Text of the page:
"What do the few existing mystics still do? -- They more or less mold the raw chaos of already existing religion. But only in an isolated, insignificant manner, through feeble attempts. Do it in a grand manner from all aspects with unified efforts, and let us awaken all religions from their graves, newly revivify and form the immortal ones through the omnipotence of art and science."
"The analytical writer observes the reader as he is; accordingly, he makes his calculation, sets his machine to make the appropriate effect on him. The synthetic writer constructs and creates his own reader; he does not imagine him as resting and dead, but lively and advancing toward him. He makes that which he had invented gradually take shape before the reader's eyes, or he tempts him to do the inventing for himself. He does not want to make a particular effect on him, but rather enters into a solemn relationship of innermost symphilosophy or sympoetry."
"They actually like it if a work of literature is a little wicked, especially in the middle; only the sense of propriety must not be offended outright, and finally, everything must have a happy ending."
"German writings attain popularity through a great name, or through personalities, or through good connections, or through effort, or through moderate immorality, or through accomplished incomprehensibility, or through harmonious platitude, or through versatile boredom, or through constant striving after the absolute."
"The following are the universally fundamental laws of literary communication: 1. one must have something to communicate; 2. one must have someone to whom to communicate it; 3. one must really communicate it, not merely express it for oneself alone. Otherwise it would be more to the point to remain silent."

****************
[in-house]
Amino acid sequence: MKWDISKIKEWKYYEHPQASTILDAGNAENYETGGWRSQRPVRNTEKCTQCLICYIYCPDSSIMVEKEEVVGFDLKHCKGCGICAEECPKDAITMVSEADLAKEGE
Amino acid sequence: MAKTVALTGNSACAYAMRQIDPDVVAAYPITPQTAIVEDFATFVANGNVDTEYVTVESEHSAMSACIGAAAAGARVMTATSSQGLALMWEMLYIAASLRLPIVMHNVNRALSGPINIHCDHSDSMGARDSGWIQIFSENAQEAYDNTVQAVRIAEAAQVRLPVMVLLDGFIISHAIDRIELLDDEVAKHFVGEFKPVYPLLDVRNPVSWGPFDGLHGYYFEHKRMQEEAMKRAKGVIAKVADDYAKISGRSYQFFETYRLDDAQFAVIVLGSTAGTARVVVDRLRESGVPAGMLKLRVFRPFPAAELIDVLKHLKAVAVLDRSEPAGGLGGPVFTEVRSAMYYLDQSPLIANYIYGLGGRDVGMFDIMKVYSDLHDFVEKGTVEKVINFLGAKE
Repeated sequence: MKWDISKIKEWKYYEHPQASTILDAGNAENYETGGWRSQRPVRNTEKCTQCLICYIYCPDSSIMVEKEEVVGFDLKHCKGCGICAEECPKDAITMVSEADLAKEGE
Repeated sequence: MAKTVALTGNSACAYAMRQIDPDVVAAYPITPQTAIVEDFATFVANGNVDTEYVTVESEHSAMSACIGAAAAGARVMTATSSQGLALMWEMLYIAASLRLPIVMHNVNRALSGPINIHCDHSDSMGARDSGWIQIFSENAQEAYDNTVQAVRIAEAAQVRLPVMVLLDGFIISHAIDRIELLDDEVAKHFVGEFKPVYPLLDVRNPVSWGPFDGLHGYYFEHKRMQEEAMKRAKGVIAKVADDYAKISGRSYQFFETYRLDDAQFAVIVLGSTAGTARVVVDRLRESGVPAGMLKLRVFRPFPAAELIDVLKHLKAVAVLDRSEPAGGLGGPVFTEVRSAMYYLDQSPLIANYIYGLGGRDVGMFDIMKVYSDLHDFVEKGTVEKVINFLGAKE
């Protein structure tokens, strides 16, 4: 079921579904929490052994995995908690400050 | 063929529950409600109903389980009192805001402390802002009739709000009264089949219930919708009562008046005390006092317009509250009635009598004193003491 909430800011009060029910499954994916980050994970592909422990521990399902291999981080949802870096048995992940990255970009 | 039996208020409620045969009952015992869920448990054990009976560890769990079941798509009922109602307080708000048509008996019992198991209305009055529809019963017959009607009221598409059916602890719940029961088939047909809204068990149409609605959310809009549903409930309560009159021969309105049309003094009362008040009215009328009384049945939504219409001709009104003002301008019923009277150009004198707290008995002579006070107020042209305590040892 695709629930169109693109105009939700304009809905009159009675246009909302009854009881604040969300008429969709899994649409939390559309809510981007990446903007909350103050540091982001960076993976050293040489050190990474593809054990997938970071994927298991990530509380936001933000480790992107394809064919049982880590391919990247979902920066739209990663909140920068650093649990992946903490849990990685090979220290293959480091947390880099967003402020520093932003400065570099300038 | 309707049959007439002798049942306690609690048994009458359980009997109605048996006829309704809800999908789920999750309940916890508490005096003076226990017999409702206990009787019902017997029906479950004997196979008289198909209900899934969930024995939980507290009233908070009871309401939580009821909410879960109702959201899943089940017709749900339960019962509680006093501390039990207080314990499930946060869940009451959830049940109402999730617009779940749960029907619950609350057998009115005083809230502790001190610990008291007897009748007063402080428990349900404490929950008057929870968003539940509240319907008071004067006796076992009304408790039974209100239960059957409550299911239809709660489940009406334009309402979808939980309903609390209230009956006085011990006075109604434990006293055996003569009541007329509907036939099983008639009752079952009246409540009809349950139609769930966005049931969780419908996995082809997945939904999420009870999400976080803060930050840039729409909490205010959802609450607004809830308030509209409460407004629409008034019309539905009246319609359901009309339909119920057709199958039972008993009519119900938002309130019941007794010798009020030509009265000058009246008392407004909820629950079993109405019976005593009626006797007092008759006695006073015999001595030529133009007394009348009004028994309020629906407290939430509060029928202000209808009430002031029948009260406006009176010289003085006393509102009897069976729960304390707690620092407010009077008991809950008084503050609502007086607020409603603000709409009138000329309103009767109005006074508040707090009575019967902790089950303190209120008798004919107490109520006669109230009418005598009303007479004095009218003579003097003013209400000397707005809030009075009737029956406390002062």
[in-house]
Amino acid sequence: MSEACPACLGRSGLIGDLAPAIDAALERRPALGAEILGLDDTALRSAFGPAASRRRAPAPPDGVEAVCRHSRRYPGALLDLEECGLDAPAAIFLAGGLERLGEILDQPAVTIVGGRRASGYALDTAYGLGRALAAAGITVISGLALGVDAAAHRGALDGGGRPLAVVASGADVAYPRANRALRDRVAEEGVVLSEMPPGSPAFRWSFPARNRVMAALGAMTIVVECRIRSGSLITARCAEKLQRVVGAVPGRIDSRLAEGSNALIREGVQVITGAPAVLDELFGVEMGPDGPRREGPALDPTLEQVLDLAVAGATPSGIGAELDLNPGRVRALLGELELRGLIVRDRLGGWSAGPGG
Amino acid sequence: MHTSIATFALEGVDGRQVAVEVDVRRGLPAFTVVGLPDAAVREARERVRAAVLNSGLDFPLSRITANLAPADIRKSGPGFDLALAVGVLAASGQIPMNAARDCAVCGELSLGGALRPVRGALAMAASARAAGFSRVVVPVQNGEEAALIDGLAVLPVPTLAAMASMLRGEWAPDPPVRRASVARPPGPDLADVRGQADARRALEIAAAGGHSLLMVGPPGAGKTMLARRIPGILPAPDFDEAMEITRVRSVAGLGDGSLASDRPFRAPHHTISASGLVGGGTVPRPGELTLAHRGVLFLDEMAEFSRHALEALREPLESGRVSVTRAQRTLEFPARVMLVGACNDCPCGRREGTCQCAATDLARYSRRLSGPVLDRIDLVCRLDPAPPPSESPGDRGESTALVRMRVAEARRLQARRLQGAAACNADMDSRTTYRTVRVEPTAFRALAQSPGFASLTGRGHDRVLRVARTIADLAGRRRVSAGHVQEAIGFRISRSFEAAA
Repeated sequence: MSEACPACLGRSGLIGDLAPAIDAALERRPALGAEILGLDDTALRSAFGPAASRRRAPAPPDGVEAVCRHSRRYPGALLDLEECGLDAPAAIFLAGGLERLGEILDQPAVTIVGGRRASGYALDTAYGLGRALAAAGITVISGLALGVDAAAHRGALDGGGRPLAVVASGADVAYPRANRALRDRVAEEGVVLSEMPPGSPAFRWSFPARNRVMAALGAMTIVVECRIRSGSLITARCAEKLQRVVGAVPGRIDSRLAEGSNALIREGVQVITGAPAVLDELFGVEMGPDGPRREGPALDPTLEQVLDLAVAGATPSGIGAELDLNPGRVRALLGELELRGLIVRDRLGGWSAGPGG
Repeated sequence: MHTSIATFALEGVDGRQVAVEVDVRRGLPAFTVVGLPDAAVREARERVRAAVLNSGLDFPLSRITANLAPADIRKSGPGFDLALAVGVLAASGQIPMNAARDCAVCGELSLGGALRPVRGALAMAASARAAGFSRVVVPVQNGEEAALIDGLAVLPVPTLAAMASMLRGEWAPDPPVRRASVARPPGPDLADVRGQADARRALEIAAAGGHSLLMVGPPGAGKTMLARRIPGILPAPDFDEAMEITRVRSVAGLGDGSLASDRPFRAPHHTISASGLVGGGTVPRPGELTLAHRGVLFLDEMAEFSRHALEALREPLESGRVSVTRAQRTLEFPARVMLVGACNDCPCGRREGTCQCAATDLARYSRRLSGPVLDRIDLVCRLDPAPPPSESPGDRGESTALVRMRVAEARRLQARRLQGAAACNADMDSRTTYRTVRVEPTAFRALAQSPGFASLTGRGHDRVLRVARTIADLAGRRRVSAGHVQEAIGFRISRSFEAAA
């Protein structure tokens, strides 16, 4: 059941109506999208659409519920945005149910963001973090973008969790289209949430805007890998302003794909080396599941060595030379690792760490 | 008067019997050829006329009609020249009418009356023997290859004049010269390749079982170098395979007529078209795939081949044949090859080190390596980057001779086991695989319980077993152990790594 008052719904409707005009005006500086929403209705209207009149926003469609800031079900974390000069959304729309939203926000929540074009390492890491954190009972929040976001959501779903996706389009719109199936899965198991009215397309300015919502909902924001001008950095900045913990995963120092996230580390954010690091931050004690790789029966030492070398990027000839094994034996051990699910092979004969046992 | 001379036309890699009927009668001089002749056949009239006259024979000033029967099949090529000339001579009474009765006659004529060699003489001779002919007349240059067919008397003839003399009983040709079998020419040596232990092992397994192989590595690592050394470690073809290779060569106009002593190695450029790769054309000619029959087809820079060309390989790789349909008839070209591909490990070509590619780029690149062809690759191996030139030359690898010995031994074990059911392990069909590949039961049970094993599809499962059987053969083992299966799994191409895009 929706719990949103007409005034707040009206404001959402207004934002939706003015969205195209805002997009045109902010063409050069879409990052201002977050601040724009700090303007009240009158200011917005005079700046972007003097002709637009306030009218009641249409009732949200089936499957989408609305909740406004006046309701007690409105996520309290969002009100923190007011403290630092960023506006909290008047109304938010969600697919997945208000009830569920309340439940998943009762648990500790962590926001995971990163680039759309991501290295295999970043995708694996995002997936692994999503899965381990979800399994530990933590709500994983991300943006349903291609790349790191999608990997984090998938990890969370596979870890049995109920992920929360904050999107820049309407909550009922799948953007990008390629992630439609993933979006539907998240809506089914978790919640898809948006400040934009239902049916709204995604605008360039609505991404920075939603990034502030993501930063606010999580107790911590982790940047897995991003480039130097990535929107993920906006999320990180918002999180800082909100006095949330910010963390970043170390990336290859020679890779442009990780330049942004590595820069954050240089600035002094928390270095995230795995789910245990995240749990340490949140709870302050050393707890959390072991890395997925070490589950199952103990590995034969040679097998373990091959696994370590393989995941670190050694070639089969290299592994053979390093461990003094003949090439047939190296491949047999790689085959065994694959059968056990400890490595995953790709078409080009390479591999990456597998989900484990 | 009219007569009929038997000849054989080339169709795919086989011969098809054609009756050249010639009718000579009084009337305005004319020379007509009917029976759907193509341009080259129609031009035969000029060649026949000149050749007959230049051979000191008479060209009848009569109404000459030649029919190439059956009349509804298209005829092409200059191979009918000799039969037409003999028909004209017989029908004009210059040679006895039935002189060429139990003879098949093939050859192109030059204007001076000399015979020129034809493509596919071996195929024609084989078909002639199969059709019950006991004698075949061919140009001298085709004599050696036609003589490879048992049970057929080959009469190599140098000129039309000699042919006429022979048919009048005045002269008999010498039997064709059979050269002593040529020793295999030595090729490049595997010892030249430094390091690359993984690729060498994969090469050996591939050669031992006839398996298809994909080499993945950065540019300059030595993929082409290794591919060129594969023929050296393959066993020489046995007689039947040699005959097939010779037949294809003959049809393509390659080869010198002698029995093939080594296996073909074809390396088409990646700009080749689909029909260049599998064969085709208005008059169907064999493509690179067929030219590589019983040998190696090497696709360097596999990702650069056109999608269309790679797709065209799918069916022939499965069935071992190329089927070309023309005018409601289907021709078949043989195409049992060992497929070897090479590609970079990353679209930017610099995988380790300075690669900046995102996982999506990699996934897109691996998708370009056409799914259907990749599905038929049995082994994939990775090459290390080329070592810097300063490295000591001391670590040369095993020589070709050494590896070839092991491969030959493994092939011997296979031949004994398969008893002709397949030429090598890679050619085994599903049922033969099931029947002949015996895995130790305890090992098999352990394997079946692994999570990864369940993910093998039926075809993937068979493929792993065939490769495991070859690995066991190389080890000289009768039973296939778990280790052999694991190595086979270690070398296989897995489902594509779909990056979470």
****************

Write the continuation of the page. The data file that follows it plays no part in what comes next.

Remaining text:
"The French Revolution, Fichte's Theory of Knowledge, and Goethe's Wilhelm Meister are the three greatest tendencies of the age. Whoever takes offence at this combination, and whoever does not consider a revolution important unless it is blatant and palpable, has not yet risen to the lofty and broad vantage point of the history of mankind."
"The two basic maxims of the so-called historical criticism are the postulate of the common and the axiom of the ordinary. Postulate of the common: everything really great, good, and beautiful, is improbable, since it is extraordinary and therefore at least suspect. Axiom of the ordinary: our conditions and environment must have existed everywhere, for they are really so natural."
"There are three kinds of explanation in science: explanations which throw a light upon, or give a hint at a matter; explanations which do not explain anything; and explanations which obscure everything."
"Separate religion from morality, and you have the true energy for evil within man, the terrible, cruel, devastating, and inhuman principle which naturally lies in his spirit. Here the division of the indivisible punishes itself most awfully."